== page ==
Of the writers there, one told a story that really resonated with me. Her words were strong and truthful, and outside of a few minor dips into sappy territory, her story powerful. Later, she would inform me that the story I liked had been rejected by over 40 literary publications. Two other women, whose words struck me as overripe and overly styled, were the most widely published. They were, of course, academics. Academia provides a prolific and unabashedly incestuous network, where editors frequently publish the works of their students, friends and colleagues, without much regard for talent or story.
Years ago, a friend shared the line of a poem with me, (from Marianne Williamson I think), that says “love brings up everything unlike itself.” I recalled that line in 2000, as I sat on a plush couch, in front of a crackling fireplace, watching women – real women, who lived real lives – roll their eyes at anything approaching realism, while exuberantly and passionately scribbling the poetry of pale gold moons and sensual riptides.
In the mystical space of Norcroft, in the midst of abundance and excessive generosity, among women who were more moved by birch trees than by even their own human experience, I felt more disconnected, more alone, and spiritually poorer than I had ever felt.
When approached about the anthology, I knew that writing about my Norcroft experience would be like punching an iron fist through a precious bedtime story. My hard-wired attachment to all the human things would run roughshod over the fawning adjectives others reserved for nature. I suspected that if my submission were included, it would be a black stain in an otherwise sunlit book.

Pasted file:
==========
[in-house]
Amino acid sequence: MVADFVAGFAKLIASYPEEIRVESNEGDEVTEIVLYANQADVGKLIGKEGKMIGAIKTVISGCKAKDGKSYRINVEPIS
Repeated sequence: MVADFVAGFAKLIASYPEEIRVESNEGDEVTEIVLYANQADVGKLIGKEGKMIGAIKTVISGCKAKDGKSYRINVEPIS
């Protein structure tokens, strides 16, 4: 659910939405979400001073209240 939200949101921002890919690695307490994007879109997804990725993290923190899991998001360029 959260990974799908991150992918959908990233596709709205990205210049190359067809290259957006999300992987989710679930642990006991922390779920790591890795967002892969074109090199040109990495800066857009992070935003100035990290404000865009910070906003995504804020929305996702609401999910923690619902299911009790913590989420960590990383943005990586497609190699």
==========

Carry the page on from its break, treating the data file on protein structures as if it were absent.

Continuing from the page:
Not wanting to cast a pall over other people’s euphoria, I set the request aside.
The other night, while at a restaurant, a fellow Norcroft alumni found me and literally bounded over to my table, her Burberry scarf flying, her bangles jingling. She spoke with a hyperbolic kind of happiness, like there should be multiple exclamation points after each long, vividly detailed sentence.
In contrast, by way of comparison, I felt like a real bitch. I had no words heady enough to match her enthusiasm for our common experience so many years ago.
If love brings up everything unlike itself, then certainly nature does, too.
I still find it odd, though, that under the bluest of skies, among the loftiest of pines – in the center of God’s most perfectly drawn universe – some will run from their own natural or realistic place in the schematic. Instead of studying human nature in raw form, they will metamorphose the ancient and unchangeable nature of everything else. They will choose, instead of self-examination, to reinvent the nature of trees.